Can you share three things that the community and society can do to help you address the root of this crisis? Can you give some examples?

First, lower the cost of capital to do the right thing…if rents are below market and all other costs are the same as building luxury housing, then something has to give; the cost of capital in the form of return to investors on their investment. It is a basic risk/return analysis. If your rents are well below the market rents, you will always be full and thus the risk of a loss of capital will be mitigated. Hence a lower yield that is tax free should suffice for these investors to accept. If there was a bond issuance that was tax exempt, people could invest in affordable housing simply and that could help solve the issue. We have to create investment opportunities that allow us to building housing that is affordable to more people.

Second, society and the lawmakers need to get rid of NIMBY regulations. We need more housing on all levels, and NIMBY is a massive impediment for housing. Nobody should be able to protest to a human being living in a home next door that is affordable.

Finally, we need to be able to help more hard working people across the country pay the rent. Supplementing incomes with vouchers will help this crisis.

If you had the power to influence legislation, are there laws which you would like to see introduced that might help you in your work?

Bonds and making it easier for wealthy people to invest in affordable housing directly. We need more government vouchers. We also need accountability for government programs like opportunity zones. They were a failure because they didn’t build much affordable housing. We also need accountability for our legislators who need a sense of urgency to solve this housing crisis. Legislation approvals need to be expedited so we don’t end up with worse problems, in particularly rent inflation that is making it even more difficult in 2022 to afford rents. The tax code also needs to change to support affordable housing and tax more to the people who can afford to pay more taxes.

What are your “5 things I wish someone told me when I first started leading my company” and why? Please share a story or example for each.

  1. People aren’t the same as you. Many people are more selfish than you think.
  2. Don’t trust everyone to be as honest as you would be. I know it’s negative but the school of hard knocks teaches you that people don’t necessarily have your best interest in mind when it comes to your business. I wish someone would have told me I would need to be tougher to get ahead.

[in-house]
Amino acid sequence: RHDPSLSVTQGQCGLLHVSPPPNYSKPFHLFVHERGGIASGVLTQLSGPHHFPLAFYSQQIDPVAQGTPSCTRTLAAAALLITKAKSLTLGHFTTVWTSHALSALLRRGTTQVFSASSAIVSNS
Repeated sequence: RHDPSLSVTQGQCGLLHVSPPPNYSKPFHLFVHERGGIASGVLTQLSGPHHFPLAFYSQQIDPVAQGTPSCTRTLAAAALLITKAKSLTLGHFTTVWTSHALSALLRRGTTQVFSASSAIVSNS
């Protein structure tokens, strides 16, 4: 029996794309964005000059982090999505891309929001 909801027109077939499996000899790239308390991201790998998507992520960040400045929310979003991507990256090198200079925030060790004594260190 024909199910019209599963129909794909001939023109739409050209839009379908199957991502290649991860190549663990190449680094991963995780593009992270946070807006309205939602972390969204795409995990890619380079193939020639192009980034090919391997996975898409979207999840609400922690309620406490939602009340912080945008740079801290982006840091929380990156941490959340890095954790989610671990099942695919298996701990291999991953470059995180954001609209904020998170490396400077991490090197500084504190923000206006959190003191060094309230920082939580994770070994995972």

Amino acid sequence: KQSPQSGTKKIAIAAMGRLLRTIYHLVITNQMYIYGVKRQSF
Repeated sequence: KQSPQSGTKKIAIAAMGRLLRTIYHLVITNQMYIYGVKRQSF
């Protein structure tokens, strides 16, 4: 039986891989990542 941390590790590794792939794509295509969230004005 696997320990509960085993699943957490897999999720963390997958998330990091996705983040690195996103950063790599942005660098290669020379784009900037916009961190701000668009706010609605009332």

3. You’ll have to put up with egos and not to take everything personally. I used to take things personally all the time. It’s just business and people are really just thinking about themselves.
  4. Grit means eating a lot of crap from people but in the end that is paying your dues; everyone must pay their dues.
  5. Trust fund babies have it easier…more money, running room, access to capital and an easier life. It is way harder to start from nothing.

You are a person of enormous influence. If you could inspire a movement that would bring the most amount of good to the most amount of people, what would that be? You never know what your idea can trigger. 🙂

This would be around housing for me. If I could come up with a tax exempt bond structure where everyone could invest in affordable housing, that would make my mission on this earth complete. There are many units not being built because the cost of capital is high, and there is a disconnect where people aren’t getting the returns they think are commensurate with the minimal risk of affordable housing investment. I would like to change that perception and develop an investment vehicle to build millions of units and homes nationwide. That would truly repair the world.

Is there a person in the world, or in the US whom you would love to have a private breakfast or lunch with, and why? He or she might just see this, especially if we tag them. 🙂

My father. I never knew him and would love to meet him.

This was very meaningful, thank you so much, and we wish you only continued success.

Media Contact:

Ellie Horwitz
(818) 620-2799